Christian leaders in South Sudan join forces in statement to mark the International Day for Elimination of Sexual Violence in Conflict.
The Anglican Primate of South Sudan, Archbishop Justin Badi Arama, has joined other Christian leaders in the South Sudan Council of Churches to urge Christians in the country to mark the International Day for the Elimination of Sexual Violence in Conflict on Saturday (19 June).
According to the United Nations, the term “conflict-related sexual violence” is rape, sexual slavery, forced prostitutions, forced pregnancy, forced abortion, enforced sterilisation, forced marriage and any other form of sexual violence perpetrated against women, men, girls or boys that is directly or indirectly linked to conflict.
They UN says: “a consistent concern is that fear and cultural stigma converge to prevent the vast majority of survivors of conflict-related sexual violence from coming forward to report such violence. Practitioners in the field estimate that for each rape reported in connection with a conflict, 10 to 20 cases go undocumented.”
In March 2021, the UN Mission in South Sudan documented 193 cases of conflict-related sexual violence affecting 142 women, 46 girls and five men. Perpetrators included community-based militias, civil defence groups and other armed elements. Survivors ranged in age from three to 70, with 81 per cent subjected to rape, gang rape or attempted rape.
Sexual violence was often committed during or on the margins of military operations and in the vicinity of military bases and training sites. Nursing mothers and pregnant women were not spared, and attacks were also reported against internally displaced persons and individuals with disabilities. Victims were often targeted on the basis of their actual or perceived ethnic or political affiliation, with some stripped naked in public as a form of humiliation.
In a statement this week, the South Sudan Council of Churches asked all churches across the country to include messages about the elimination of sexual violence in conflict in any services being held over the weekend.
The statement included suggested messages to include in these services. In one, they said that “acts such as rape, sexual slavery and forced marriage are crimes under South Sudanese laws and are inconsistent with teachings and principles of Christian faiths”. In another, they said that “parties to the conflict in South Sudan made commitments to protect civilians, especially to prohibit their respective forces to commit, command or condone acts of sexual violence. Such commitments must be upheld.”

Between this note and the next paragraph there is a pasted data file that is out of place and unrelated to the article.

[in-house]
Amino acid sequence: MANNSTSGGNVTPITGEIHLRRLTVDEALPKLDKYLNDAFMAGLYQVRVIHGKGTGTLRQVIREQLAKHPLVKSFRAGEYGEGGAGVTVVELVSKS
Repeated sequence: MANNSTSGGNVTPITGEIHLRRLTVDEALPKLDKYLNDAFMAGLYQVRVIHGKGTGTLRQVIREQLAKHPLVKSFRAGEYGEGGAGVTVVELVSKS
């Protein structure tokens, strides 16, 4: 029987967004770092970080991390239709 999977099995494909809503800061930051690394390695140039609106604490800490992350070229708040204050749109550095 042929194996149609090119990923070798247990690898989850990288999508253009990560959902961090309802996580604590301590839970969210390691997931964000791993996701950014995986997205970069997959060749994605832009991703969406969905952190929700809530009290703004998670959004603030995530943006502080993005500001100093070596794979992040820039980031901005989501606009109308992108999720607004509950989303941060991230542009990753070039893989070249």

The statement also said: “the Church commends survivors – both men and women – for their strength in speaking up against sexual violence defying a culture of stigma and fears of retaliation. . . There is no shame in being a victim of sexual violence; the shame must lie with those who perpetrate such heinous acts.”
Other messages made reference to the roles of families and communities and government institutions. The statement said that “the role of religious leaders of all faiths is to promote social cohesion among their followers and dialogue initiative to peacefully address any disagreement.”
In addition to Archbishop Justin Badi Arama, the statement was signed by the Moderator of South Sudan Presbyterian Evangelical Church, James Par Tap Hon; the Catholic Metropolitan Archbishop of Juba, Stephen Ameyu Martin; the General Overseer of Sudan Pentecostal Church, Isaiah Majok Dau; the Moderator of the Presbyterian Church of South Sudan and Sudan, James Makuei Chuol; the Presiding Bishop Elect of the Africa Inland Church, James Lagos Alexander; and the General Secretary of South Sudan Council of Churches, James Oyet Latansio.
Commenting on the statement, the Anglican Communion’s Project Director for Gender Justice, Mandy Marshall, said: “it is so important that faith leaders have come together to state clearly that sexual violence is a crime and cannot be justified. This statement will be good news to survivors of sexual violence as faith leaders rightly state that the shame lays with the perpetrator of abuse and not the survivor, whilst challenge communities to not stigmatise survivors but support them. I welcome this statement and encourage it being acted on.”